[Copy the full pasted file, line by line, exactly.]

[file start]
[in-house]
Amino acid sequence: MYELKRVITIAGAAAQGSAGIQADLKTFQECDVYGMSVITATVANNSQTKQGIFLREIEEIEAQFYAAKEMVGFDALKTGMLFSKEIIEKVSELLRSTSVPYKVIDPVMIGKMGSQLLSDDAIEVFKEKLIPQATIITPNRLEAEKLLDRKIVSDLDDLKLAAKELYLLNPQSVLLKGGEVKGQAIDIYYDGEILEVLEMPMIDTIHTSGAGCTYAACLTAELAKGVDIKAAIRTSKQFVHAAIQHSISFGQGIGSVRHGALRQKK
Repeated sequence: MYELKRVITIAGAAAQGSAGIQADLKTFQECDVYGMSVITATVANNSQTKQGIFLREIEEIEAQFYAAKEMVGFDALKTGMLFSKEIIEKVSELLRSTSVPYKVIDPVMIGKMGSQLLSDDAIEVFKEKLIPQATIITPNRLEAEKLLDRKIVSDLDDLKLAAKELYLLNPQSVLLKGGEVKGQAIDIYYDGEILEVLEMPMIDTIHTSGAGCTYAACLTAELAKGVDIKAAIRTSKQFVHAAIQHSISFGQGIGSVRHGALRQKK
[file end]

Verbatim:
[in-house]
Amino acid sequence: MYELKRVITIAGAAAQGSAGIQADLKTFQECDVYGMSVITATVANNSQTKQGIFLREIEEIEAQFYAAKEMVGFDALKTGMLFSKEIIEKVSELLRSTSVPYKVIDPVMIGKMGSQLLSDDAIEVFKEKLIPQATIITPNRLEAEKLLDRKIVSDLDDLKLAAKELYLLNPQSVLLKGGEVKGQAIDIYYDGEILEVLEMPMIDTIHTSGAGCTYAACLTAELAKGVDIKAAIRTSKQFVHAAIQHSISFGQGIGSVRHGALRQKK
Repeated sequence: MYELKRVITIAGAAAQGSAGIQADLKTFQECDVYGMSVITATVANNSQTKQGIFLREIEEIEAQFYAAKEMVGFDALKTGMLFSKEIIEKVSELLRSTSVPYKVIDPVMIGKMGSQLLSDDAIEVFKEKLIPQATIITPNRLEAEKLLDRKIVSDLDDLKLAAKELYLLNPQSVLLKGGEVKGQAIDIYYDGEILEVLEMPMIDTIHTSGAGCTYAACLTAELAKGVDIKAAIRTSKQFVHAAIQHSISFGQGIGSVRHGALRQKK